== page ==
– Shauna
    Dec 15, 2014 at 20:14
  • Obnoxious is a bit strong. I doubt the cost of the food or even preparation time is a large part of the cost of daycare and I can see how it would make billing a nightmare, "Oh, but Jonny didn't have the teatime biscuit on Thursday"... Dec 15, 2014 at 20:18
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    @JamesBradbury It should be straightforward to implement a discount for eating none of the food, particularly since the daycare is saying that the OP's children aren't allowed to eat any of it (not just the food that they're allergic to). While this might be a gesture almost, something like $10/week, that adds up over the course of a year. Considering the high cost of childcare, and that they're making the OP pay for a benefit she can't use, I am comfortable with "obnoxious."
    – Acire
    Dec 15, 2014 at 20:50

According to the USDA Food Service, Accommodating Children with Special Dietary Needs in the School Nutrition Program, while schools are required to make accommodations per the ADA (Americans with Disabilities Act) and the IDEA (Individuals with Disabilities Education Act):

Generally, children with food allergies or intolerances do not have a disability as defined under either Section 504 of the Rehabilitation Act or Part B of IDEA, and the school food service may, but is not required to, make food substitutions for them.

However, when in the licensed physician's assessment, food allergies may result in severe, life-threatening (anaphylactic) reactions, the child's condition would meet the definition of "disability," and the substitutions prescribed by the licensed physician must be made.

Your particular provider may not be explicitly bound by these regulations (depending on if they participate in an USDA program or not), but likely the same basic guidelines do have some impact - the ADA would at minimum apply. Essentially, they probably do not have to make an accommodation.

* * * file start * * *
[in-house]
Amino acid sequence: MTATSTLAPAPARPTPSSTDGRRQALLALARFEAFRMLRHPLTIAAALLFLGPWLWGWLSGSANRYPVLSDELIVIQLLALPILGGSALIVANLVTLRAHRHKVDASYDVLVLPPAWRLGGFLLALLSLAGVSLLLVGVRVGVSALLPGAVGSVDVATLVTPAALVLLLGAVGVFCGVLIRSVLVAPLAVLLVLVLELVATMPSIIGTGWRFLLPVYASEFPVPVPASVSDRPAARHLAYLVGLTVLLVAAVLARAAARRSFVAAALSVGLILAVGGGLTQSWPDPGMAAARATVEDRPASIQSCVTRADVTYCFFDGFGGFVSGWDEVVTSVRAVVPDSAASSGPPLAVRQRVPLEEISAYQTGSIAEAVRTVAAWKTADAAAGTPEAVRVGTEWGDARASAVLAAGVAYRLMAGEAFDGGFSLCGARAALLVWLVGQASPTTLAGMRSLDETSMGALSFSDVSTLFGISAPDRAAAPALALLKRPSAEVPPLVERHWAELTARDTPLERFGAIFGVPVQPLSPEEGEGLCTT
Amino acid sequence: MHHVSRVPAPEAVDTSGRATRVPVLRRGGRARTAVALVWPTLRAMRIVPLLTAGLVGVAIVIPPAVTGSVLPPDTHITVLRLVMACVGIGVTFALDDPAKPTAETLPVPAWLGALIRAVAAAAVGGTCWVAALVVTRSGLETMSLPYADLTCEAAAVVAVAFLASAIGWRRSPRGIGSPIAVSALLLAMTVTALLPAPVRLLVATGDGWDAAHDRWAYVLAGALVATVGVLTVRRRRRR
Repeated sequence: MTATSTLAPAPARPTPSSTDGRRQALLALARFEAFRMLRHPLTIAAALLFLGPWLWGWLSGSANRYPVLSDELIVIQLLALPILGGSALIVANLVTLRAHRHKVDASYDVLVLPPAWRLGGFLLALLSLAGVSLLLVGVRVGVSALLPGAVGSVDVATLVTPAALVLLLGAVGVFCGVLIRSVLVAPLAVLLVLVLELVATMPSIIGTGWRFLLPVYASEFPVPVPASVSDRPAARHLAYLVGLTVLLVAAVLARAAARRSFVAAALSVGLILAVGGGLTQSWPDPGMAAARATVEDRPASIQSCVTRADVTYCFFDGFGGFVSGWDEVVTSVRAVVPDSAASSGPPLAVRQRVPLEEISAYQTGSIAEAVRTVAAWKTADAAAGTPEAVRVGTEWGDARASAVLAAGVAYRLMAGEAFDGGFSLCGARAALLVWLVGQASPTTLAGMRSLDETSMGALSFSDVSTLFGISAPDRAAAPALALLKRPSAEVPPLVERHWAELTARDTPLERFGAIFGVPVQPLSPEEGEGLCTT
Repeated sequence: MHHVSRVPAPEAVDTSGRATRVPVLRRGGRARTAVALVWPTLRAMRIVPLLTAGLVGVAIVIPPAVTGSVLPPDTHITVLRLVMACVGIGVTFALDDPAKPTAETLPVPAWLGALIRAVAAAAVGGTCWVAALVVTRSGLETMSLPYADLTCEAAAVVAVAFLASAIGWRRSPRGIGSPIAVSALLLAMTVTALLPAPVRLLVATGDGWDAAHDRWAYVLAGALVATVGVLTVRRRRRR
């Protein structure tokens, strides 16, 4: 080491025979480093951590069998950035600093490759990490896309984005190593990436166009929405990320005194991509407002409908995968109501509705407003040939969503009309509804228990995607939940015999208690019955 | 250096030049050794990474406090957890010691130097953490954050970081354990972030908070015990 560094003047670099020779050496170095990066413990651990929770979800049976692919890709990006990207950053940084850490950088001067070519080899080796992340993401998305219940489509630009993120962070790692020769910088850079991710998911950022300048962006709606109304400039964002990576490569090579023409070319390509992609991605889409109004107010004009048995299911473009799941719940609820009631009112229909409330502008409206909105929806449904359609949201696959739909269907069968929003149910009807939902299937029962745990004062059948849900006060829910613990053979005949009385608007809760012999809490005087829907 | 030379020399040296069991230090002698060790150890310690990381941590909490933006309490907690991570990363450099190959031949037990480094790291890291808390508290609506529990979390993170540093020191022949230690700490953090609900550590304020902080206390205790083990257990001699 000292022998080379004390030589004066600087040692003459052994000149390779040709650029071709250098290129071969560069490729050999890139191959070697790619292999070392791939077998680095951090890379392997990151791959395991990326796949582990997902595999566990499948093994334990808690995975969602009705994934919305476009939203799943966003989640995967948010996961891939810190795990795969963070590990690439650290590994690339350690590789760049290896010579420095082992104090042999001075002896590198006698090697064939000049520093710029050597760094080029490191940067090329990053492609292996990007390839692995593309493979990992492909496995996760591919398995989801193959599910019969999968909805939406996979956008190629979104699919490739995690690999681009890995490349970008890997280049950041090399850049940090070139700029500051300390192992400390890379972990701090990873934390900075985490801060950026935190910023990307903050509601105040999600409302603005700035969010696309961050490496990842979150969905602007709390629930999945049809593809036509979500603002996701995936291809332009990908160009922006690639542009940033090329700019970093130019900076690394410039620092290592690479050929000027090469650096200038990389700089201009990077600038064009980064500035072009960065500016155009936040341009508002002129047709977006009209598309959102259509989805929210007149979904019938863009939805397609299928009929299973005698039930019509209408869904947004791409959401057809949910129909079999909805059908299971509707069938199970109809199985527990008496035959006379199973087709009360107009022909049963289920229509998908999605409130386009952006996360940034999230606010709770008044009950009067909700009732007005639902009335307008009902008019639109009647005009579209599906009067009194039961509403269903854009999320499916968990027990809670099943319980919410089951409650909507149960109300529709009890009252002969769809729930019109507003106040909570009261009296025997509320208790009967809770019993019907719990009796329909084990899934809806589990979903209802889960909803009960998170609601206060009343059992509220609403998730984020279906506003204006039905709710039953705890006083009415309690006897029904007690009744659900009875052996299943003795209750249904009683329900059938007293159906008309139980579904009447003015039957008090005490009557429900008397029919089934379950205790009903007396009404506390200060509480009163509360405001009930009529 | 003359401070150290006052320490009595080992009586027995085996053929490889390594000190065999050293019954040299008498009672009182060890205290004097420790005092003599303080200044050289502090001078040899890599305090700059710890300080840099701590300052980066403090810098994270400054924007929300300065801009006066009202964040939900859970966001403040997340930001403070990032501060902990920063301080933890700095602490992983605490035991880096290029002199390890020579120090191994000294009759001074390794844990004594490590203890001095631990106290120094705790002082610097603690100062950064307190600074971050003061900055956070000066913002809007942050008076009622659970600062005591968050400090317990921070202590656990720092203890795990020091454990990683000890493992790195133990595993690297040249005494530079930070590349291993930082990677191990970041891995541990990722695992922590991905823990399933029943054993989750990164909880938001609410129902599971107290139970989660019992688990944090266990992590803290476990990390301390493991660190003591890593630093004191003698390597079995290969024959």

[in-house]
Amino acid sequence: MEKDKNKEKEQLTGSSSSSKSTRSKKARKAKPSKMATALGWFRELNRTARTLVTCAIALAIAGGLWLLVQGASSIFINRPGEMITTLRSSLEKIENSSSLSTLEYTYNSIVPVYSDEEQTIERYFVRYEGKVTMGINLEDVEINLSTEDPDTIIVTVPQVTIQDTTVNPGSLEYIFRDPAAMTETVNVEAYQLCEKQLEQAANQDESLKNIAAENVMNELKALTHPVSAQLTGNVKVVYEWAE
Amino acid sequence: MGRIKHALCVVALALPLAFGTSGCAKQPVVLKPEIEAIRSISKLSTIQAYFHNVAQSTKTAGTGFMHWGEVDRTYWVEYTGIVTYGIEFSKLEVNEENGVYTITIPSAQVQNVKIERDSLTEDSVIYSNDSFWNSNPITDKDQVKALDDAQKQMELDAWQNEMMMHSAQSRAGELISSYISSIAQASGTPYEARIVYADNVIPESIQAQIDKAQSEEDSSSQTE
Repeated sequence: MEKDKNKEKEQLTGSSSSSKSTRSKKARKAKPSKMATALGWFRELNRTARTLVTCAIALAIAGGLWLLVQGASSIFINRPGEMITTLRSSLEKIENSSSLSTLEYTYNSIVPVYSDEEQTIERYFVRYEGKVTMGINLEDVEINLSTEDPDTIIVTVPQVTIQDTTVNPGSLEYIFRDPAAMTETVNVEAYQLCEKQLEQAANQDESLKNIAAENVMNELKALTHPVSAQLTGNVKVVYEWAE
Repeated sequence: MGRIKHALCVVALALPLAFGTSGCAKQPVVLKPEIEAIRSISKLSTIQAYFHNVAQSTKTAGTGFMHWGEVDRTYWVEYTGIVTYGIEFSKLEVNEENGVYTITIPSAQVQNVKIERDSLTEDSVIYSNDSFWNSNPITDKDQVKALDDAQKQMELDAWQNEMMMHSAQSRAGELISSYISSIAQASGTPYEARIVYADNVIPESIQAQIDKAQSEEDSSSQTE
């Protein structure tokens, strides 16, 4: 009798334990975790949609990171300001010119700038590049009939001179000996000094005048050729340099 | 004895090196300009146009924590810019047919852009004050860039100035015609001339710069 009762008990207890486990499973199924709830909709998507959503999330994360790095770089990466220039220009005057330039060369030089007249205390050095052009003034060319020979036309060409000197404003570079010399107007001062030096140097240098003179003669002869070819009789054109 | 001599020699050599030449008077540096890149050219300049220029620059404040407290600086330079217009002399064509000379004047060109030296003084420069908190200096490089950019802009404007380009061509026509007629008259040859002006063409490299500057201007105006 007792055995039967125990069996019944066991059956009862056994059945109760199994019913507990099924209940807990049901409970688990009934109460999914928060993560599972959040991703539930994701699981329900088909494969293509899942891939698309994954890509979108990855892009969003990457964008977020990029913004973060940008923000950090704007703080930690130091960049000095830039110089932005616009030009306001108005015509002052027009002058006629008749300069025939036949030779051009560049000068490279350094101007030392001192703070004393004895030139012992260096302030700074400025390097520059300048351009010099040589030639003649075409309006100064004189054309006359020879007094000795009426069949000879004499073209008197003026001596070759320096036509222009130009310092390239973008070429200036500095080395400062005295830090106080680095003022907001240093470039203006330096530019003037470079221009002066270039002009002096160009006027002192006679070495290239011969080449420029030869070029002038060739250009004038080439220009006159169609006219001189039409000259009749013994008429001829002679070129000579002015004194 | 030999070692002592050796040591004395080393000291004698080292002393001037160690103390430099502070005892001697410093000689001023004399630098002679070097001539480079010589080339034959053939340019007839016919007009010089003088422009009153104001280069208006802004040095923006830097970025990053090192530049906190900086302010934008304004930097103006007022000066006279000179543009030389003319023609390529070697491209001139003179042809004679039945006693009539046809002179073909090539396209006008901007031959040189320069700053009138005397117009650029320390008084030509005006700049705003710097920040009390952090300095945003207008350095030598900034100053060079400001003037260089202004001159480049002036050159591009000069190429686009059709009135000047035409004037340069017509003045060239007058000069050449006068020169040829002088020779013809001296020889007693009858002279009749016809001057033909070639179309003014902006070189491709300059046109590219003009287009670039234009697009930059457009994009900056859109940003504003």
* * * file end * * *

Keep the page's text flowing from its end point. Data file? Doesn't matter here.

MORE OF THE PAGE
I would recommend that if you are concerned about this, you look into your state's requirements in more detail; someone at the Pennsylvania DHS may be of some assistance. The Pennsylvania Code (law) related to this can be found here, search for "Food". It's not very specific, other than requiring allergen lists be kept, unfortunately, so likely there are no regulations that will help you here. My state (Illinois) is a bit more specific in their regulations, but they still would permit the daycare to do this (although the wording seems to allow for some argument here, as the daycare must prove that it would cause undue hardship for them to meet these regulations).

I would guess that the particular reason for this change was that the daycare center failed an audit (either internal or external) in regards to its correct separation of utensils when preparing food. For example, with meat-allergic children in the center they likely would need to keep two separate sets of dishes - one for cooking meat, one for cooking things the meat-allergic children could eat. Just washing a dish may not be sufficient to prevent allergens from remaining. It's likely that they were not doing this before, and while your child's meat allergy may not be so severe for this to be a concern, laws and regulations tend to assume worst case scenarios.

As such, it's not surprising to me that they'd require you to bring all meals (including vegetarian) into the center. I would certainly recommend trying to negotiate a discount for this, and if they're unwilling (or it's too much of a burden to you to bring your own food) consider finding another center that is more capable of serving your children's needs; larger centers may be more able to handle the specific needs of your children due to volume, or even smaller (at-home type) centers may be more willing to change as well. You also may be able to find a vegetarian-friendly center, as that is becoming more common.